Sanaa said: “Nothing is more arduous than fearing for your children. Even if there are no clear indicators of danger, just thinking that the danger is close enough and that the balance of power could change to not be in your favour … this is enough to drive you to escape to safety.”
Sanaa’s story of her escape, while not vastly different from stories of other Syrian refugees, is made vivid by her facial expressions which reveal her fears for her daughter on the perilous journey to Europe, which she found all the more difficult without her husband. As she recounted her tale, she often had to pause and shed a tear, as the memories and emotional wounds are still fresh in her mind. She remembered looking up at the sky as she and her daughter slipped through Turkish borders to eastern Europe. She and her daughter, along with other refugees who were strangers to her, were taken by a guide through dark woods on foot. The trek took five hours, after which the guide left them near the border between Bulgaria and Turkey, telling them to carry on and look for the Bulgarian police.
Initially, Sanaa had simply wanted to reach Bulgaria where she stayed with her brother for seven months. However, their finances were meagre and the situation for refugees there was pitiable so she decided to go to Germany, in the hopes that things would be more organised there.
The Kurdish nurse said: “Germany became my goal because it has a good reputation for receiving refugees as well as dealing with them and caring for them. The language barrier made communicating with my new ‘community’ difficult. At that time, I talked to my husband once a fortnight via the internet; he finally came to Germany after I had been there for a year and a half.”
The journey for Sanaa’s husband, a construction worker, was more difficult. They did not have the money required to smuggle him between Turkey and Bulgaria, $2,000 in total. Now he is in Germany, her husband is looking for a job and learning the language.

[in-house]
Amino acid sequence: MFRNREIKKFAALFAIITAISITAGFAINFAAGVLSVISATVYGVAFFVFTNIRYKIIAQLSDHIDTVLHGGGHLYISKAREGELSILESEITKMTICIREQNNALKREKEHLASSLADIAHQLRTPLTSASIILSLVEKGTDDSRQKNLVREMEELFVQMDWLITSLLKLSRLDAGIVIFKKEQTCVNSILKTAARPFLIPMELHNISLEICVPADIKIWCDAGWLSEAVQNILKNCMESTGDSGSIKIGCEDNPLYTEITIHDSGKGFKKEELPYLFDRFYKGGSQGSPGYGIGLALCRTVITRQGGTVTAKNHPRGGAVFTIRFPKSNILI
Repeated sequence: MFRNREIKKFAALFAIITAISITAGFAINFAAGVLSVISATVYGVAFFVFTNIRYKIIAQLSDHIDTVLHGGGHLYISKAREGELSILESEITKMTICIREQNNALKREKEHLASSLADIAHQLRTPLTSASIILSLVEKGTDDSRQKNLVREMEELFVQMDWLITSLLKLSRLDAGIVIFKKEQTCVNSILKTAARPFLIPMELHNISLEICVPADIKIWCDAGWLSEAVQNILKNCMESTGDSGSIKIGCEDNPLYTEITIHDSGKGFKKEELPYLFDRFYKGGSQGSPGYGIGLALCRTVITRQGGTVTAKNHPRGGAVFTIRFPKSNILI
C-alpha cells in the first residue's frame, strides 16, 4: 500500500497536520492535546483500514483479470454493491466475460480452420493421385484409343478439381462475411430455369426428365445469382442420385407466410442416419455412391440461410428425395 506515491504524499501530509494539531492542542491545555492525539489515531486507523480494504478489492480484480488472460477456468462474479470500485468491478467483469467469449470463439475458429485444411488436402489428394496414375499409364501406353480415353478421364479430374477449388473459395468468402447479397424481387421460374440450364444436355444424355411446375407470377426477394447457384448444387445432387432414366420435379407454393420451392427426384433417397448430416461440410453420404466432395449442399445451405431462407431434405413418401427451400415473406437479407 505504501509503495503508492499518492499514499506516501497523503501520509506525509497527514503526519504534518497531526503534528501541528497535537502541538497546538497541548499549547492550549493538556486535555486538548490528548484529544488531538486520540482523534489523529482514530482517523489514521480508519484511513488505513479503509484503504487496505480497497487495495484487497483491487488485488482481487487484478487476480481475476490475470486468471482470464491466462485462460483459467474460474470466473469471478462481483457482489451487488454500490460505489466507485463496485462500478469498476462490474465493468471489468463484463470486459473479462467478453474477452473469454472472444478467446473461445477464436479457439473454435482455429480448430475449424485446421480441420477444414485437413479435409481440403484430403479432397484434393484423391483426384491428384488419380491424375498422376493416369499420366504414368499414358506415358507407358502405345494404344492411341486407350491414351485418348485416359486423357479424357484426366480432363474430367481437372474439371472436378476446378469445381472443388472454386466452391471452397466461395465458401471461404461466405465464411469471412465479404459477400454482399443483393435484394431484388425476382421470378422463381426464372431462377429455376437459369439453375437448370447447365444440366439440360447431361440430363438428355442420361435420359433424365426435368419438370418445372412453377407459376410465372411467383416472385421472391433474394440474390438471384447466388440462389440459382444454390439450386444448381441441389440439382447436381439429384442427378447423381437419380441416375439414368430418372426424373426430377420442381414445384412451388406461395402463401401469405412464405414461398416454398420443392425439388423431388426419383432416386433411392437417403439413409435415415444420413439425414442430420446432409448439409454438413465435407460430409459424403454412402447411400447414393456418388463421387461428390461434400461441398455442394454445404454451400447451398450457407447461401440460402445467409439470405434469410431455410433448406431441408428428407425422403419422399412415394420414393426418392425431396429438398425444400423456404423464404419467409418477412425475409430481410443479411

Nowadays, Sanaa says her life is better overall. She is thankful that Germany readily and willingly gives aid to refugees. She is more accustomed to Germany and has become proficient enough in the language for simple encounters. Of course, life is not without its hardships. When Sanaa encountered a problem at the elderly care home where she works, she was unable to defend herself properly due to the language barrier. Her manager laughed at her manner of speaking, which made her feel broken.
Unlike her parents, Sara had more difficulty accepting her new life in Germany. Sanaa said: “My daughter was incredibly sad; she longed for her father and toys. Even now, she wants to return to her country. In Syria, she did not fear anything, but here, we fear everything. We didn’t want her to know what’s happening in Syria or watch the atrocities of the war going on there, but now she knows everything. Sara is in Kindergarten now and much happier; she just needed time to adapt. She is learning well and becoming proficient in German.”
Germany no longer represents the “beast of expatriation” for this Kurdish family. They are here for their children’s future. “I do not feel like I am in exile anymore because there are many Syrians here. There is an annual day for Syrians and other events; we meet up a lot.”
Sanaa criticised the inaction and laziness of certain refugees, saying that some Syrians do not like to work. “I like to work and I do not want to be a parasite on the German state. I dream of one day opening a restaurant.”